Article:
Technologies

Agriculture

Most Recent Inventions

Genetic Testing for Acquired Peripheral Neuropathy in Dogs

UW–Madison researchers have identified a single nucleotide polymorphism (SNP) that is predictive of APN syndrome in dogs, based on a genome-wide association study. Using a population of Labrador retrievers (56 cases and 26 controls), the researchers have shown that a SNP on CFA1 tags the causal variant for APN in the Labrador retriever breed.
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Lignin-Derived Aldehydes as Antifungal Agents

UW–Madison researchers have identified a set of compounds within the lignin biosynthesis pathway that exhibit pronounced antifungal activity against both plant and animal pathogens. The compounds are: p-hydroxycoumaryl aldehyde, coniferyl aldehyde and sinapyl aldehyde.

They show inhibition of the plant pathogens Sclerotinia sclerotiorum (‘white mold’), Alternaria solani (early blight), Alternaria alternata (leaf spot, etc.) as well as the yeast Saccharomyces cerevisiae and the human pathogen Candida albicans, which is responsible for a host of infections prevalent in immunocompromised patients. Additionally, the compounds show strong inhibition of the oomycete pathogen Phytophthora, displaying complete inhibition of growth at 250 µg/mL.
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Cranberry Variety Named “Ruby Star” with Consistent High Yield

A UW–Madison researcher has developed a new variety of cranberry known as “Ruby Star.” Ruby Star resulted from a cross between the “HyRed” cranberry (“Stevens” x “Ben Lear #8”) and the “Bergman” cranberry (“Early Black” x “Searles”).

Growers interested in this cranberry variety should license the variety from WARF and obtain vines from one of the approved propagators listed below. The license between WARF and the grower must be in place before vines can be obtained.
  • Cranberry Creek Cranberries Inc.
  • Dempze Cranberry Co.
P120284US01

Preen Oil: The Nutritional Approach to Chronic Inflammation

UW–Madison researchers have developed methods of using preen oil as a food supplement to treat chronic inflammation in human and non-human animals, birds and fish.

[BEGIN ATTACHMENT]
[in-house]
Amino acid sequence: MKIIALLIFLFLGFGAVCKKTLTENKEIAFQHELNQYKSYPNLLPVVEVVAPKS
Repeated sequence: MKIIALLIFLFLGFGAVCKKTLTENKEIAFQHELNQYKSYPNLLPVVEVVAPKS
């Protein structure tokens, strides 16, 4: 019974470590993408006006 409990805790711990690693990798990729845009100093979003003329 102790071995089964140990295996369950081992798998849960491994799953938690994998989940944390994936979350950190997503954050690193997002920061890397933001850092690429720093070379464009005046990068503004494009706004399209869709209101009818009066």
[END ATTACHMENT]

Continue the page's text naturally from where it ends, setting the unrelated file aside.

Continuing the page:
Preen oil may be given orally as a pharmaceutical composition, added to human food products or included in animal, bird or fish food. The fatty acids in the oil accumulate in tissues where they inhibit the pro-inflammatory cytokines IL-1 and IL-6 and reduce chronic inflammation, including chronic joint inflammation associated with rheumatoid arthritis and other diseases.
P160017US01

New Software Algorithm Advances Measurement Technology in Agribusiness

UW–Madison researchers have developed a new scanning algorithm for use in assessing yield and quality of crop production.

To determine characteristics such as kernel loading on an ear of corn and ear size, researchers scan up to three ears at a time using a common flatbed scanner. To measure 100 kernel weight, another common yield measurement, researchers weigh a handful of individual kernels and scatter them on the scanner. The resulting images are then analyzed using the algorithm to quickly provide yield data.

The algorithm uses a thresholding technique to separate the ears from the background and a Fourier transform to more accurately estimate kernel length. It also corrects for individual kernels clustering together.
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Most Recent Patents

New Protein Production Strategy for Plants

UW–Madison researchers have identified a new plant viral IRES that can facilitate the efficient expression of multiple proteins from a single mRNA. The researchers discovered the new IRES in the Triticum mosaic virus (TriMV), a wheat virus that expresses 10 proteins from a single mRNA strand.
P140069US02

Combatting Parasitic Worms in Livestock and Other Animals

UW–Madison researchers have developed a method for treating gastrointestinal worm infections in animals and humans by administering interleukin-10 (IL-10) peptides and antibodies. IL-10 is a natural feed additive that can be ingested. Critically, helminthes have no known mechanism to develop resistance.
P140283US01

Cooling Bed for Livestock

UW–Madison researchers have developed a new cooling mat for livestock that circulates chilled water through elastic conduction channels. Unlike existing systems that require an interfering layer of bedding, the new design provides greater heat exchange because the chilled surface is placed directly beneath a reclining animal. A layer of cushioning beneath the water channels provides support and comfort.
P130304US02